Over the years in witnessing and counseling situations, people have shared about dreams they have had. In probing further and asking a few questions, it would become clear that God, perhaps was seeking to get their attention and communicate with them. After some discussion and more questions, I was able to relate some biblical principles to them that addressed their problems or concerns. Just asking the right questions can sometimes be the key to the Holy Spirit touching their hearts and changing their lives.

For more information about the Orality Movement and Orality Training opportunities, visit www.water.cc/orality.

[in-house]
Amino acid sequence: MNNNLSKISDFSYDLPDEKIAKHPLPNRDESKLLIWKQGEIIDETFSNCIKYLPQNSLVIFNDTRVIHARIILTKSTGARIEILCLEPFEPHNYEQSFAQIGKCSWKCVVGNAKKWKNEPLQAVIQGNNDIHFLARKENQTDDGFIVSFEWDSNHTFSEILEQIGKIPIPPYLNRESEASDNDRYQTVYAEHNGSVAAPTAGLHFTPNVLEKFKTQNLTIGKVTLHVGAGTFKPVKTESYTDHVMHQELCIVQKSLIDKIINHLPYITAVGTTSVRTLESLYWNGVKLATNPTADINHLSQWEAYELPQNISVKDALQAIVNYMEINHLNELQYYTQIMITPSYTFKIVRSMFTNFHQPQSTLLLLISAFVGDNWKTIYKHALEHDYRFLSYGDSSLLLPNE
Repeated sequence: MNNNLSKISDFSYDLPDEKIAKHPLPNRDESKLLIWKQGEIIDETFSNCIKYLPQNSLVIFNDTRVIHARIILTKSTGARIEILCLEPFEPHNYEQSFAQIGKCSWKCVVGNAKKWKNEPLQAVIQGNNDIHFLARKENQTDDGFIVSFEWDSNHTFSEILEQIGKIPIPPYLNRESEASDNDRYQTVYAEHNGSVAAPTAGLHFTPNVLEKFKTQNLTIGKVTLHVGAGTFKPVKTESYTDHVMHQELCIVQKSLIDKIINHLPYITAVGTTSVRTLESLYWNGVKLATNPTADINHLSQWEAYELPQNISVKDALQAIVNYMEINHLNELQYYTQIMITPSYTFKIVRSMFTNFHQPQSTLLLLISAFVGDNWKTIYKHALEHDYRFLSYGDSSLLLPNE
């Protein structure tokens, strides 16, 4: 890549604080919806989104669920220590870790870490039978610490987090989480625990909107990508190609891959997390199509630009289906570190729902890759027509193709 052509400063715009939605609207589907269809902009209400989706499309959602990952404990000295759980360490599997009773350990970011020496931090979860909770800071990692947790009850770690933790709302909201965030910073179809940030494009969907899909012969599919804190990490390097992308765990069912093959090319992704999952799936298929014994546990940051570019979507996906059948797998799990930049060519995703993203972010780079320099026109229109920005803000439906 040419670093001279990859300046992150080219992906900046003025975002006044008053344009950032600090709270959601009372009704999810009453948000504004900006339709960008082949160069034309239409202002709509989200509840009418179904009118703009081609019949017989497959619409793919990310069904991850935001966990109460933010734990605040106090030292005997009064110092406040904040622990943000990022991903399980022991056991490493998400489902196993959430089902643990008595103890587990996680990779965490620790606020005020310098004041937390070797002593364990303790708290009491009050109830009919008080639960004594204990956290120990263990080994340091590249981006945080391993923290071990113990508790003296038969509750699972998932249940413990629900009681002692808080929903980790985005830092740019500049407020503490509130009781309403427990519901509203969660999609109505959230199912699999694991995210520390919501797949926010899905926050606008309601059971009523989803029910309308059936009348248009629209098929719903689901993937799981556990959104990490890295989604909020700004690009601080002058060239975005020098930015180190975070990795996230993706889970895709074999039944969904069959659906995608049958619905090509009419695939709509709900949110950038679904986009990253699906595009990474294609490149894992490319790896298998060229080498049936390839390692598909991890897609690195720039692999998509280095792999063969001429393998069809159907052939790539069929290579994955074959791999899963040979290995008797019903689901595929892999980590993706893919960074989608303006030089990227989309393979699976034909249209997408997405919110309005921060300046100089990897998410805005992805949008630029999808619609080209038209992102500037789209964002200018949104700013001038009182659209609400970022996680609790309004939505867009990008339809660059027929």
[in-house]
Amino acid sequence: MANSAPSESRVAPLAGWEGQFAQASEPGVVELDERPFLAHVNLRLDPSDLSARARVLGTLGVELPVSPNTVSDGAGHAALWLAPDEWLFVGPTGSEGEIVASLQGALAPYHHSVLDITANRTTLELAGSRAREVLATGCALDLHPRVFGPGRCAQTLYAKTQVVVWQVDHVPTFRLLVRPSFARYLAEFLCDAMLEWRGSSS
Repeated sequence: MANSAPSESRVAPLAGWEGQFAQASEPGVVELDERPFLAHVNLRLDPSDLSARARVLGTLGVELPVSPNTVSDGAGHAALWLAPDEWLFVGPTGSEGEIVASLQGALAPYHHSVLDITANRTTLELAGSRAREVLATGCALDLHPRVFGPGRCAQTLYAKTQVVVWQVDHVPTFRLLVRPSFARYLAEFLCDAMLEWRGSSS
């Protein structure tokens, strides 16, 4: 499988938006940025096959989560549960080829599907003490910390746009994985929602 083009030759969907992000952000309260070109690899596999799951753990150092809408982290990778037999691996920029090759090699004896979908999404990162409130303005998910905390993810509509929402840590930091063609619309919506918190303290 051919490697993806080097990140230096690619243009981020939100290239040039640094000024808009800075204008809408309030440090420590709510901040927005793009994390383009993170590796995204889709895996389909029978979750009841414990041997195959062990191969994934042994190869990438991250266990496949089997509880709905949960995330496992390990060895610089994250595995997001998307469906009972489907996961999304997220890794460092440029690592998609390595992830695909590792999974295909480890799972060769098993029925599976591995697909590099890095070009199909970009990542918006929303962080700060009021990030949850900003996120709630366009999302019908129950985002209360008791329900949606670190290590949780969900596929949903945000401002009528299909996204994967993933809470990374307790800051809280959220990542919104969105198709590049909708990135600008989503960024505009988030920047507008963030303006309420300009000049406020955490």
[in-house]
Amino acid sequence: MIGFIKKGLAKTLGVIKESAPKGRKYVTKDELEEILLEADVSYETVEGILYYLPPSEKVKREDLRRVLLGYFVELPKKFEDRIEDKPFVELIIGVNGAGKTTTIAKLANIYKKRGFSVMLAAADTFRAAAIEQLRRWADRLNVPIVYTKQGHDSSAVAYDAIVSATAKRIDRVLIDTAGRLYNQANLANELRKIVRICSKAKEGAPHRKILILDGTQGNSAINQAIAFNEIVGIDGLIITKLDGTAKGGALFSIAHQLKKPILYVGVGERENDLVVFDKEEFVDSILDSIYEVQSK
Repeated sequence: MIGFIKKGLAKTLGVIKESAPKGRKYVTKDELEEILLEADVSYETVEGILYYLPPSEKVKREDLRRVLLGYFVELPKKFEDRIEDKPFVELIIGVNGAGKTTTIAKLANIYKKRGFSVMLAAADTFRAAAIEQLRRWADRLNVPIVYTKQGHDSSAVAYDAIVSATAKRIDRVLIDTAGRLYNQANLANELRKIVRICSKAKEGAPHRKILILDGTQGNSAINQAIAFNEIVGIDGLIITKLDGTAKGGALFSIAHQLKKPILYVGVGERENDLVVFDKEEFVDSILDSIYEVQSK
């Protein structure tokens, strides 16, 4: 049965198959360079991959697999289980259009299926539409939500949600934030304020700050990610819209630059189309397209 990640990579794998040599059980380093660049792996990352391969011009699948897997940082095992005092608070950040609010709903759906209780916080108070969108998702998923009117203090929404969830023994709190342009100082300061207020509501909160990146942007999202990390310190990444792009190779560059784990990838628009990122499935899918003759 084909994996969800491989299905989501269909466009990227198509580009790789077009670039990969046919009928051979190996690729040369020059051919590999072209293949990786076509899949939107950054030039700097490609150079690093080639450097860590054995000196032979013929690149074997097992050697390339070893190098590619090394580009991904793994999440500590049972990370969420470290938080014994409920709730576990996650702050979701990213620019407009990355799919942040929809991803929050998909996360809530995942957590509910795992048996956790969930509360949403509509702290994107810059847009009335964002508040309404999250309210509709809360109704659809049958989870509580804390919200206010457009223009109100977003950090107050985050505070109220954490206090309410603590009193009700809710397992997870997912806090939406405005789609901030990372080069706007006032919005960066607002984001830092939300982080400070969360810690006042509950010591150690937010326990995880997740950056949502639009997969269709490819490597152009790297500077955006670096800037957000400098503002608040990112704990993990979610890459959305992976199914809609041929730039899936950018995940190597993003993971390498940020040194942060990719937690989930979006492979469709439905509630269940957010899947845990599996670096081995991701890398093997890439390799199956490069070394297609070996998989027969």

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This story is the personal opinion of the writer and does not necessarily reflect the views of the ASSIST News Service or ASSIST Ministries.
Jerry Wiles serves as president emeritus of Living Water International (http://www.water.cc) Living Water is one of the world’s leading faith-based water solutions organizations with operations in Asia, Africa, and Central and South America. Having gotten involved in orality-based evangelism and disciple making strategies in the 1980s, he has been a paradigm pioneer in the orality movement and presently serves on the advisory council of the International Orality Network. Wiles has more than 35 years experience in ministry and international mission work. He can be contacted at JerryWiles@water.cc